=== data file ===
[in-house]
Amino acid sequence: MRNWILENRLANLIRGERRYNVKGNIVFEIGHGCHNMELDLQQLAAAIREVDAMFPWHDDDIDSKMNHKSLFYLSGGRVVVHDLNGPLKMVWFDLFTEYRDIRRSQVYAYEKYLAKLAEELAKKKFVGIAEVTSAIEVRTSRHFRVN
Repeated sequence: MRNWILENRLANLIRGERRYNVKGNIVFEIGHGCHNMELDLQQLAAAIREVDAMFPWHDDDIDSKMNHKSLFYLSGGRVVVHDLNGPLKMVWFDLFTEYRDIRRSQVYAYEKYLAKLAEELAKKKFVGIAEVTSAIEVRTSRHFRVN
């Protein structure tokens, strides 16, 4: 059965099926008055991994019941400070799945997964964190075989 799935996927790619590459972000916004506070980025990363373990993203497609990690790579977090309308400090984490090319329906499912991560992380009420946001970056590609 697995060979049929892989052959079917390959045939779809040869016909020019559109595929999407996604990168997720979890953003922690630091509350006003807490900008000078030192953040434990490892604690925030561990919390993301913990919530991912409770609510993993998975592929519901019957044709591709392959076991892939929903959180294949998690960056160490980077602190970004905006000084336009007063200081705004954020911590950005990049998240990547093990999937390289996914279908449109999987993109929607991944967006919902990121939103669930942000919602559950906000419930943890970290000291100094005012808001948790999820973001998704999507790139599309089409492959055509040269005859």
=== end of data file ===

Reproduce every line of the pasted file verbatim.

[in-house]
Amino acid sequence: MRNWILENRLANLIRGERRYNVKGNIVFEIGHGCHNMELDLQQLAAAIREVDAMFPWHDDDIDSKMNHKSLFYLSGGRVVVHDLNGPLKMVWFDLFTEYRDIRRSQVYAYEKYLAKLAEELAKKKFVGIAEVTSAIEVRTSRHFRVN
Repeated sequence: MRNWILENRLANLIRGERRYNVKGNIVFEIGHGCHNMELDLQQLAAAIREVDAMFPWHDDDIDSKMNHKSLFYLSGGRVVVHDLNGPLKMVWFDLFTEYRDIRRSQVYAYEKYLAKLAEELAKKKFVGIAEVTSAIEVRTSRHFRVN
């Protein structure tokens, strides 16, 4: 059965099926008055991994019941400070799945997964964190075989 799935996927790619590459972000916004506070980025990363373990993203497609990690790579977090309308400090984490090319329906499912991560992380009420946001970056590609 697995060979049929892989052959079917390959045939779809040869016909020019559109595929999407996604990168997720979890953003922690630091509350006003807490900008000078030192953040434990490892604690925030561990919390993301913990919530991912409770609510993993998975592929519901019957044709591709392959076991892939929903959180294949998690960056160490980077602190970004905006000084336009007063200081705004954020911590950005990049998240990547093990999937390289996914279908449109999987993109929607991944967006919902990121939103669930942000919602559950906000419930943890970290000291100094005012808001948790999820973001998704999507790139599309089409492959055509040269005859």